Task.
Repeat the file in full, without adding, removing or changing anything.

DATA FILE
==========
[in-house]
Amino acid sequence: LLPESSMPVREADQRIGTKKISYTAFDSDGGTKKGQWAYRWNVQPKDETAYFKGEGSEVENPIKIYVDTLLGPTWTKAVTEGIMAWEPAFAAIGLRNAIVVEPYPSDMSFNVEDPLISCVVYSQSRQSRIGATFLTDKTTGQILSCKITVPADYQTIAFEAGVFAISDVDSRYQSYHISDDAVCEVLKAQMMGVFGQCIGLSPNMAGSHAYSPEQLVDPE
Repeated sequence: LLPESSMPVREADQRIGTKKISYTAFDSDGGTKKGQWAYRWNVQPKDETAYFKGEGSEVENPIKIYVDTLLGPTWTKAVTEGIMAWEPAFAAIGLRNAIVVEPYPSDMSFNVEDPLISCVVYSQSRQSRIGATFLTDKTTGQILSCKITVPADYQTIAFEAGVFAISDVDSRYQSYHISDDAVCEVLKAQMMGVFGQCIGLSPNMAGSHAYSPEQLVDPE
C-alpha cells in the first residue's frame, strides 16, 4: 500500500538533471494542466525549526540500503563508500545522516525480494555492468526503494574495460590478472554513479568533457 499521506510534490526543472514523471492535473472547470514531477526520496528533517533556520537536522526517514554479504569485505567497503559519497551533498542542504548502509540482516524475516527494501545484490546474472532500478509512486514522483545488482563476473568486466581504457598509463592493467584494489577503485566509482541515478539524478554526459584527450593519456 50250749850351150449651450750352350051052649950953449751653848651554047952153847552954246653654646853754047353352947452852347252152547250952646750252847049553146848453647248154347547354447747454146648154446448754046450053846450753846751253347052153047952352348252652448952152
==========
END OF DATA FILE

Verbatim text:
[in-house]
Amino acid sequence: LLPESSMPVREADQRIGTKKISYTAFDSDGGTKKGQWAYRWNVQPKDETAYFKGEGSEVENPIKIYVDTLLGPTWTKAVTEGIMAWEPAFAAIGLRNAIVVEPYPSDMSFNVEDPLISCVVYSQSRQSRIGATFLTDKTTGQILSCKITVPADYQTIAFEAGVFAISDVDSRYQSYHISDDAVCEVLKAQMMGVFGQCIGLSPNMAGSHAYSPEQLVDPE
Repeated sequence: LLPESSMPVREADQRIGTKKISYTAFDSDGGTKKGQWAYRWNVQPKDETAYFKGEGSEVENPIKIYVDTLLGPTWTKAVTEGIMAWEPAFAAIGLRNAIVVEPYPSDMSFNVEDPLISCVVYSQSRQSRIGATFLTDKTTGQILSCKITVPADYQTIAFEAGVFAISDVDSRYQSYHISDDAVCEVLKAQMMGVFGQCIGLSPNMAGSHAYSPEQLVDPE
C-alpha cells in the first residue's frame, strides 16, 4: 500500500538533471494542466525549526540500503563508500545522516525480494555492468526503494574495460590478472554513479568533457 499521506510534490526543472514523471492535473472547470514531477526520496528533517533556520537536522526517514554479504569485505567497503559519497551533498542542504548502509540482516524475516527494501545484490546474472532500478509512486514522483545488482563476473568486466581504457598509463592493467584494489577503485566509482541515478539524478554526459584527450593519456 50250749850351150449651450750352350051052649950953449751653848651554047952153847552954246653654646853754047353352947452852347252152547250952646750252847049553146848453647248154347547354447747454146648154446448754046450053846450753846751253347052153047952352348252652448952152